Adopting fair and ethical labour practices and promoting human rights is central to our reputation and on-going success. We require our business partners to adhere to the high standards we set ourselves.
In common with accepted good practice, Richemont’s Supplier Code of Conduct includes an endorsement of International Labour Organisation Conventions, the Universal Declaration of Human Rights and other internationally recognised labour practice standards.
The Code covers the following areas:
The Maisons have developed their sourcing strategies to take into account the risks of suppliers, or their supplier’s supplier, failing to meet the Group’s expectations. This is particularly the case for child labour and forced labour risks, which are assessed as part of the supplier qualification process. Supplier-screening data are not disclosed. The audit of suppliers is described elsewhere in this report. In addition, the RJC Code of Practices certification processes undertaken by Richemont’s Maisons, which together represent some 75 % of the Group’s sales, require compliance with the RJC’s standards relating to human rights.
|Maison||Financial year of RJC certification||Percentage of Group sales represented by certified Maisons|
|Cartier||2010/11||Less than 50 %|
|Van Cleef & Arpels, Baume & Mercier, Jaeger-LeCoultre, Piaget, Vacheron Constantin, Montblanc.||2011/12||More than 25 %|
|Cumulative total||Some 75 %|
California Transparency in Supply Chains Act of 2010 - Corporate Disclosure
On 1 January 2012, the California Transparency in Supply Chains Act of 2010 (SB 657) went into effect in the State of California. This law was designed to increase the amount of information made available by manufacturers and retailers regarding their efforts to address the issue of slavery and human trafficking, thereby allowing consumers to make better, more informed choices regarding the products they buy and the companies they choose to support.
Richemont is opposed to slavery and human trafficking and desires that its supply chain to be free of these scourges. Richemont’s Corporate Social Responsibility Committee (‘CSR Committee’) has the internal responsibility for evaluating this area and, with the full support of the Maisons, has evaluated the Group’s supply chain activities.
The CSR Committee has developed and disseminated its Group Supplier Code of Conduct, which sets out Richemont’s approach in this area and provides guidance to our suppliers and business partners regarding responsible sourcing. The Code of Conduct includes an endorsement of the International Labour Organisation Conventions and the Universal Declaration of Human Rights. Among other issues, the Code of Conduct specifically forbids the use of forced or involuntary labour of any kind, including employment of people under the age of 15 or before they have completed compulsory education. The Code of Conduct includes an Acknowledgment of Terms that requires, among other things, identification of the individual responsible for the supplier’s compliance, procedures in place to meet the Code of Conduct, any discrepancies between the supplier’s operations and the Code of Conduct, and any similar policy used by the supplier.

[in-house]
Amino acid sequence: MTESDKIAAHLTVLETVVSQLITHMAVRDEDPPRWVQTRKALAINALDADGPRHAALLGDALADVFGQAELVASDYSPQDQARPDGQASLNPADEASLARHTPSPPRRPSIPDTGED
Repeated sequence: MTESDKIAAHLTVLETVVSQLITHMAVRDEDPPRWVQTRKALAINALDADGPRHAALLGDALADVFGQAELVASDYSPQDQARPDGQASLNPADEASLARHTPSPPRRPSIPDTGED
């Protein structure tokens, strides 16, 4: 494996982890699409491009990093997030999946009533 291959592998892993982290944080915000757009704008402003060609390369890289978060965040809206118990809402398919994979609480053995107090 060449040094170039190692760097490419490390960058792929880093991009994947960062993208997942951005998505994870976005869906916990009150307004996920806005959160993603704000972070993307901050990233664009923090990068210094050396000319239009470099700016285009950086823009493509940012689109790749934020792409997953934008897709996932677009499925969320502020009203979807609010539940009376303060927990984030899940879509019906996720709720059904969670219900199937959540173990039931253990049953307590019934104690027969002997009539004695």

Richemont also monitors on-going compliance and adherence of suppliers to its standards related to slavery and human trafficking. In particular, the Maisons have initiated third-party audits of their suppliers in recent years. During 2011/12, approximately 75 external supplier audits were carried out across Richemont’s Maisons. Richemont does not record the percentage of ‘surprise’ audits or disclose the specific results of its audits. The audits may be announced or unannounced. Where concerns related to the Supplier Code of Conduct have been identified, Richemont has held its suppliers accountable through dialogue and follow-up audits. For more information on Richemont’s audit efforts, see the case studies below.
Richemont, through its involvement in the Responsible Jewellery Council (‘RJC’), also seeks to ensure compliance with the RJC’s standards relating to slavery and human trafficking. The RJC was established in 2005 to promote responsible ethical sourcing, human rights, social and environmental practices in the gold and diamond supply chains.
The RJC’s certification process is rigorous, including independent, third-party audits regarding the member’s compliance with human rights standards. The RJC has grown to include more than 375 members, from miners to retailers. All of the Richemont Maisons who are members of the RJC (Cartier, Van Cleef & Arpels, Baume & Mercier, Jaeger-LeCoultre, Piaget, Vacheron Constantin and Montblanc) have been audited by an accredited third-party to verify compliance with the RJC’s Code of Practices, thereby obtaining RJC certification. Many Richemont suppliers are also members of the RJC and complete their own RJC certification. Additional information on the RJC can be obtained here.
Richemont and its Maisons have also taken specific steps to increase employee awareness and compliance regarding slavery and human trafficking issues. Richemont’s Corporate Social Responsibility Guidelines, which articulate the standards Richemont expects its managers, employees and suppliers to uphold, specifically articulate Richemont’s zero-tolerance policy regarding forced labour. Richemont’s Maisons have undertaken specific training programmes regarding supply chain issues. For instance, Alfred Dunhill has incorporated training on responsible sourcing into its standard training brochures.
For more information on Richemont’s commitment to eradicate and prevent slavery and trafficking in its supply chains, visit the Supply Chain Management page.